FDA to Grant Five-Year Exclusivity for More Fixed-Combo Drugs
The FDA has expanded market exclusivity from three to five years on all fixed-dose combination drugs that contain a new active ingredient, bowing to industry pressure for new incentives to develop the costly products. The agency, however, did not apply the policy retroactively.
The FDA previously allowed only three years of exclusivity for fixed-dose combination drugs, unless they were made up of entirely new ingredients. In final guidance released Oct. 10, the agency said it broadened the eligibility for new chemical entity (NCE) exclusivity to the products because the shorter exclusivity period was delaying the development of new combination therapies.
Drugmakers, for example, would submit single-entity NDAs to obtain the five-year exclusivity for their product before using it to develop a fixed-dose combination drug.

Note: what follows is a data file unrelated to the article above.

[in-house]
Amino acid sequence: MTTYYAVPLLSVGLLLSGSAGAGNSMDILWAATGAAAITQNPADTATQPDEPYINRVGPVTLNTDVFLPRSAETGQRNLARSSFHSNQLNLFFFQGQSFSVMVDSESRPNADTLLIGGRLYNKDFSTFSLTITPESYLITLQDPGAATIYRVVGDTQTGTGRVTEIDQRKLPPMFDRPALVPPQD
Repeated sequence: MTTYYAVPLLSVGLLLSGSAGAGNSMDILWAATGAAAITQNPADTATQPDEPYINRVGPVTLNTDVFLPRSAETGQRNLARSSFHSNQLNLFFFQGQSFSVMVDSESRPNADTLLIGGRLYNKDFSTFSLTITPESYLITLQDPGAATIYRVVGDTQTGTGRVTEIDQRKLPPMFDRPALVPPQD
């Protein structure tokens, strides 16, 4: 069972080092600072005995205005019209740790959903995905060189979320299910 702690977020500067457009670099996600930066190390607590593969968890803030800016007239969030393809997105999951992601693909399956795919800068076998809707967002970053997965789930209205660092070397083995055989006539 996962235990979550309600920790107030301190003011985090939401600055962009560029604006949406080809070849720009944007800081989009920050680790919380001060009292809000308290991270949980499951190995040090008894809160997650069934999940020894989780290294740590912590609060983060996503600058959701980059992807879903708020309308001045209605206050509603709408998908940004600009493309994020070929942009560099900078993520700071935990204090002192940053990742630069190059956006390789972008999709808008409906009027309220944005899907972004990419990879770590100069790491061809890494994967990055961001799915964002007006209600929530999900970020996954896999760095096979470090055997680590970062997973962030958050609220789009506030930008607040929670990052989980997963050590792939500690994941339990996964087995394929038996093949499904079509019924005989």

The final guidance, which varied little from the February draft, accomplished the change by reinterpreting the agency definition of a drug for NCE exclusivity purposes to apply to individual components rather than the product as a whole.
Drugmakers have been clamoring for the incentive to develop new fixed-dose combination drugs, which have become a key therapy in combating HIV/AIDS as well as conditions such as cancer and heart disease.
In recent citizen petitions, drugmakers such as Bayer and Gilead have argued that three years of exclusivity is not enough, a point that many lawmakers also have supported.
The guidance also noted that the FDA has approved 19 NDAs for fixed-dose combination therapies with at least one new active ingredient since it finalized its regulations on exclusivity almost 20 years ago. — Bryan Koenig
Originally appeared in Drug Industry Daily, the pharmaceutical industry’s number one source for regulatory news and information. Click here for more information.